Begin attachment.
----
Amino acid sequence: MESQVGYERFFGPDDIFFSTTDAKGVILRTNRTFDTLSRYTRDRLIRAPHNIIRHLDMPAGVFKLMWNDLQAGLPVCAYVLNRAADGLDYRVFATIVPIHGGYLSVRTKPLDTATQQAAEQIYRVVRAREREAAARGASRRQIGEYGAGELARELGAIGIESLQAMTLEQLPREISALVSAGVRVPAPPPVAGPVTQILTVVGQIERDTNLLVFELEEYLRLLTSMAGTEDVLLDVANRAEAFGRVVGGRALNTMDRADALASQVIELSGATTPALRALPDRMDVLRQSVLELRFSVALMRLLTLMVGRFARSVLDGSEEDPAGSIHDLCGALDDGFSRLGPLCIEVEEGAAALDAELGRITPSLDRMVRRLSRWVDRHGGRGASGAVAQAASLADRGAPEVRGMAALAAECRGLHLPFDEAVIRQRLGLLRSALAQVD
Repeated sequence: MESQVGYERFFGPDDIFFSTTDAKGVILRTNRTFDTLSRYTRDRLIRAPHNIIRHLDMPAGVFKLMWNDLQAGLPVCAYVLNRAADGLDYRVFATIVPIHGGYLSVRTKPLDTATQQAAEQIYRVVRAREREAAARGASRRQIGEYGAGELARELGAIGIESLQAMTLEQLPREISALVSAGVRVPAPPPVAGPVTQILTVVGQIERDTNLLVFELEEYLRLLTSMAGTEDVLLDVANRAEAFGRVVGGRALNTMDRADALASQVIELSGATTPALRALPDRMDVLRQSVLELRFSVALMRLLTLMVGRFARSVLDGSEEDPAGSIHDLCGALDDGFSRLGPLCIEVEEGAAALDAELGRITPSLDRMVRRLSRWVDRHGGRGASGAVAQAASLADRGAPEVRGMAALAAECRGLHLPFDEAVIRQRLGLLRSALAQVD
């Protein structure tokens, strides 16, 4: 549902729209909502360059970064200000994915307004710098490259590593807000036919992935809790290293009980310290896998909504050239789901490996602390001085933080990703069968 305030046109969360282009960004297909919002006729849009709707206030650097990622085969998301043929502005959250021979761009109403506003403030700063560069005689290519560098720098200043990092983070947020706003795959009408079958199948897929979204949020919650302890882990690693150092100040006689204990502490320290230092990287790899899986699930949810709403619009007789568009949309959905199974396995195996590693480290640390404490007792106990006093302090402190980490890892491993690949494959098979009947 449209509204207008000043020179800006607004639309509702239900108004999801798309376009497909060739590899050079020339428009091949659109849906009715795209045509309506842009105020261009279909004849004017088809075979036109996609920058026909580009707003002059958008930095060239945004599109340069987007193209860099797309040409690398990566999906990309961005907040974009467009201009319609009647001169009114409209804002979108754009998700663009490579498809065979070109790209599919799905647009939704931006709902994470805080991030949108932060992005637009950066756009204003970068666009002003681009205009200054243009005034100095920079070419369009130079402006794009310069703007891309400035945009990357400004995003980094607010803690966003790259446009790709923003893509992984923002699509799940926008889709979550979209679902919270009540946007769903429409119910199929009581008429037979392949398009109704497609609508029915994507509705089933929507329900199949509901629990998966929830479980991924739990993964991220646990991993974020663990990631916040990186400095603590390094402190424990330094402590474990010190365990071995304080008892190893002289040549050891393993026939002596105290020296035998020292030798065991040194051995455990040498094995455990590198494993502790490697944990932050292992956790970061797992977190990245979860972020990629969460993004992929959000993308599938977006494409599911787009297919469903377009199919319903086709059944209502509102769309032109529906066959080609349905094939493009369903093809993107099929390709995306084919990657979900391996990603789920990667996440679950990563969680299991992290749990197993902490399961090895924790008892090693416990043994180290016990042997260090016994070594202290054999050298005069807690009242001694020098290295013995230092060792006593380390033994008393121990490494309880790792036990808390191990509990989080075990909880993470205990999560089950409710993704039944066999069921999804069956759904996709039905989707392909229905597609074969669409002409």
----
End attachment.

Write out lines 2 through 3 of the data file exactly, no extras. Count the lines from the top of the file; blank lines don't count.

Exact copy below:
Repeated sequence: MESQVGYERFFGPDDIFFSTTDAKGVILRTNRTFDTLSRYTRDRLIRAPHNIIRHLDMPAGVFKLMWNDLQAGLPVCAYVLNRAADGLDYRVFATIVPIHGGYLSVRTKPLDTATQQAAEQIYRVVRAREREAAARGASRRQIGEYGAGELARELGAIGIESLQAMTLEQLPREISALVSAGVRVPAPPPVAGPVTQILTVVGQIERDTNLLVFELEEYLRLLTSMAGTEDVLLDVANRAEAFGRVVGGRALNTMDRADALASQVIELSGATTPALRALPDRMDVLRQSVLELRFSVALMRLLTLMVGRFARSVLDGSEEDPAGSIHDLCGALDDGFSRLGPLCIEVEEGAAALDAELGRITPSLDRMVRRLSRWVDRHGGRGASGAVAQAASLADRGAPEVRGMAALAAECRGLHLPFDEAVIRQRLGLLRSALAQVD
């Protein structure tokens, strides 16, 4: 549902729209909502360059970064200000994915307004710098490259590593807000036919992935809790290293009980310290896998909504050239789901490996602390001085933080990703069968 305030046109969360282009960004297909919002006729849009709707206030650097990622085969998301043929502005959250021979761009109403506003403030700063560069005689290519560098720098200043990092983070947020706003795959009408079958199948897929979204949020919650302890882990690693150092100040006689204990502490320290230092990287790899899986699930949810709403619009007789568009949309959905199974396995195996590693480290640390404490007792106990006093302090402190980490890892491993690949494959098979009947 449209509204207008000043020179800006607004639309509702239900108004999801798309376009497909060739590899050079020339428009091949659109849906009715795209045509309506842009105020261009279909004849004017088809075979036109996609920058026909580009707003002059958008930095060239945004599109340069987007193209860099797309040409690398990566999906990309961005907040974009467009201009319609009647001169009114409209804002979108754009998700663009490579498809065979070109790209599919799905647009939704931006709902994470805080991030949108932060992005637009950066756009204003970068666009002003681009205009200054243009005034100095920079070419369009130079402006794009310069703007891309400035945009990357400004995003980094607010803690966003790259446009790709923003893509992984923002699509799940926008889709979550979209679902919270009540946007769903429409119910199929009581008429037979392949398009109704497609609508029915994507509705089933929507329900199949509901629990998966929830479980991924739990993964991220646990991993974020663990990631916040990186400095603590390094402190424990330094402590474990010190365990071995304080008892190893002289040549050891393993026939002596105290020296035998020292030798065991040194051995455990040498094995455990590198494993502790490697944990932050292992956790970061797992977190990245979860972020990629969460993004992929959000993308599938977006494409599911787009297919469903377009199919319903086709059944209502509102769309032109529906066959080609349905094939493009369903093809993107099929390709995306084919990657979900391996990603789920990667996440679950990563969680299991992290749990197993902490399961090895924790008892090693416990043994180290016990042997260090016994070594202290054999050298005069807690009242001694020098290295013995230092060792006593380390033994008393121990490494309880790792036990808390191990509990989080075990909880993470205990999560089950409710993704039944066999069921999804069956759904996709039905989707392909229905597609074969669409002409």